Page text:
Beginning Reading Design: Blending Boats
Ellie Austin

Rationale: Blending is one of the important steps in learning to read. Students must know the consonants and short vowel sounds to master blending. The following activities will help students learn how to blend sounds in an enjoyable manner. Once the student learns how to blend, reading will be easier and more enjoyable for them. By the end of this lesson, the student should be able to blend sounds together in the consonant/vowel/consonant (CVC) form.

Materials: One large boat with 3 pockets, enough small boats with 3 letter blocks on them for each student, 3x5 cards for the large boat with the following letters on them: b, r, l, t, a, e, I, o, u, g, p, d, m, a set of letters (m, a, e, i, o, u, d, b, p, n, t, s, g) on paper in the shape of people for each student, a copy for each student, a copy for each student of "Tin Man Fix-It" (Educational Insights, 1990), copy of "Green Eggs and Ham" by Dr. Seuss (see references).

1. Tell students: I know everyone here wants to learn how to read, right? Good. Well, to learn how to read words, first you need to learn how to blend sounds. Blending is like rhyming. When blending to form a word, you let the sounds run together smoothly. Now, let's review the sounds of each letter in the alphabet. Great!
2. Read "Green Eggs and Ham" to class.
3. Pull words form the book to model secret code which will be good blending practice. Tell the class, "I am going to say a word in a secret code. See if you can figure out what I am saying. (start with easy form) /ha/ /m/. Practice with a few words and if the class seems to catch on to the concept move to a harder code. For example: /h/ /am/ and then to the hardest /h/ /a/ /m/. After they figure out the word write it on the board to help the students relate each sound to the letters that represent it.
4. Now, do a review of this concept with the "Mulberry Bush" song: Now we will say the word out loud, the word out loud, the word out loud, now we will say the word out loud, so put the sounds to-geth-er. (Say "/be/ /d/" and let the students respond, "bed". Then do /s/ /u/ /n/ (advanced level) and the children respond, sun. Do as many as necessary for them to grasp the concept: van, red, jam, fog, pot, cut,etc.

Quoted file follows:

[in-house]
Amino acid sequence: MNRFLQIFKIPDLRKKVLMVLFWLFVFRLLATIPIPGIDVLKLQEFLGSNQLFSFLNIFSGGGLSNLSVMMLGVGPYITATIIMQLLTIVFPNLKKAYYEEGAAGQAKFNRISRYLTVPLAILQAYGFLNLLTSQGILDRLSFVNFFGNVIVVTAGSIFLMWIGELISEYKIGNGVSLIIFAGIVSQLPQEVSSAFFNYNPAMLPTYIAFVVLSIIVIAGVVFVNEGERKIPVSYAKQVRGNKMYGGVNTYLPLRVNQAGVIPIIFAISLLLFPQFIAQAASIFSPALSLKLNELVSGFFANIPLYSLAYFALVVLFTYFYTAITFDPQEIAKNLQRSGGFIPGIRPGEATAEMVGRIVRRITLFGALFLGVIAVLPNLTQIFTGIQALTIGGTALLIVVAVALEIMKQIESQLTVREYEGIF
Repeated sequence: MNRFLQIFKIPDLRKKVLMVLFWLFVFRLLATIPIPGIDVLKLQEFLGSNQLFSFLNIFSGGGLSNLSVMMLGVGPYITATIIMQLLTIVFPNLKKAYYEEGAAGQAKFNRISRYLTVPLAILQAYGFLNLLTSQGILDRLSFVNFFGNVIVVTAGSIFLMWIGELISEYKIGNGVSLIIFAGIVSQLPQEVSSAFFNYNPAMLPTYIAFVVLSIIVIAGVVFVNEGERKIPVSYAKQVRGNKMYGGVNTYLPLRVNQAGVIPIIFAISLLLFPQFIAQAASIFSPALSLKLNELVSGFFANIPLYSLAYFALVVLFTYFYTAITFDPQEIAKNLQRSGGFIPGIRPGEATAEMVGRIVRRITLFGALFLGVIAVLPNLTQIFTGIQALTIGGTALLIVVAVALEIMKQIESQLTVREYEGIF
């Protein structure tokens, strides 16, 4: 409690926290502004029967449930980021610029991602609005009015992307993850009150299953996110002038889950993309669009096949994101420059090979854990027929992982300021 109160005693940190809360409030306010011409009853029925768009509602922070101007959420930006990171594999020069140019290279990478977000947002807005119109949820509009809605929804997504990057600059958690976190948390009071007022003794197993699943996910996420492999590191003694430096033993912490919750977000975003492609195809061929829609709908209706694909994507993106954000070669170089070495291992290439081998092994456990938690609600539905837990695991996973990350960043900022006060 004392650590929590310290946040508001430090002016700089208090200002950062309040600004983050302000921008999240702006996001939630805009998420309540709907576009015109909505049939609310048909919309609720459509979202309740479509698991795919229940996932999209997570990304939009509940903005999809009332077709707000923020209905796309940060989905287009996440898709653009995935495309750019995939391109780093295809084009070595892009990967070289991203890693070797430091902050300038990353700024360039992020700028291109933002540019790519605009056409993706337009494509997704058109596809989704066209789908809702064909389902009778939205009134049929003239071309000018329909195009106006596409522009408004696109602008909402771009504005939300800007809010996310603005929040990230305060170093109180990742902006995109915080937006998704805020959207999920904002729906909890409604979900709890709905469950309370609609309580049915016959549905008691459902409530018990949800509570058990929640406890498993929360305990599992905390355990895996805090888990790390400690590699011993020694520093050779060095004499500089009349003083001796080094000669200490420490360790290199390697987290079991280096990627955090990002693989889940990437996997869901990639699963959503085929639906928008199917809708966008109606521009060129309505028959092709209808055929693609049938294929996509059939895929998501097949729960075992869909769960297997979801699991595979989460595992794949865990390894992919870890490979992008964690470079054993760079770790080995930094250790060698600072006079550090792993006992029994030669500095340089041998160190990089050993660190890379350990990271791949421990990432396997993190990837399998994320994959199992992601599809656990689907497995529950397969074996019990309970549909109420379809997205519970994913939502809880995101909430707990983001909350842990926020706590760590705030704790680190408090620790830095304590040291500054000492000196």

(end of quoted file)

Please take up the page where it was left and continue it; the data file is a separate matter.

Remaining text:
5. Use the large blending boats now. Tell the story about Captain /b/ wanting to sail to Word Paradise. We all know that one person can not handle such a large boat alone. He needed a complete crew. So Captain /b/ went searching for the complete crew (complete crew = a word). Have the large letter cards ready to model the activity.
6. While Captain /b/ is looking for his crew help the students to realize that bt, bm, bc, etc. Do no make a complete crew or word. He needs a vowel, r, or l. For example, be or bi or br could lead to a crew. Let the students help you complete the words. Model the use of the pockets on the boat for each sound in the words. Help them build words with the letter b like: bet, bad, bop, etc.
7. Now let them have their own set of letters in the shape of people and ship with 3 letter boxes on them. Start the story for them with Captain /m/. Let the students find his crew for his boat. Walk around noting the children's ability with blending the sounds and forming words like mad, met, mop. Make sure they understand the foundations of blending. Let the students write down the words they form on a sheet of paper to check for assessing them.
8. Assessment: Give each child a copy of "Tin Man Fix-It" to read. Go around and listen to each child reading the book. Note the students' miscues. Tell the class if they finish the book before you come by then go back and work on the blending boat with Captain /p/. When you come by they can go back to read a page from the book to you. Use your miscue notes to check for understanding.

J. Lloyd Eldredge (1995). Teaching Decoding in Holistic Classrooms. Engelwood Cliffs,
     NJ: Merrill. P. 53. "Blending", p. 59 "Sound Blending".

Seuss, Dr. Green Eggs and Ham. New York: Random House, c.1960.

Cushman, Shelia. Tin Man Fix-It. Educational Insights: Carson, CA. 1990.

Maner, Anna. Blending Bumper Cars.

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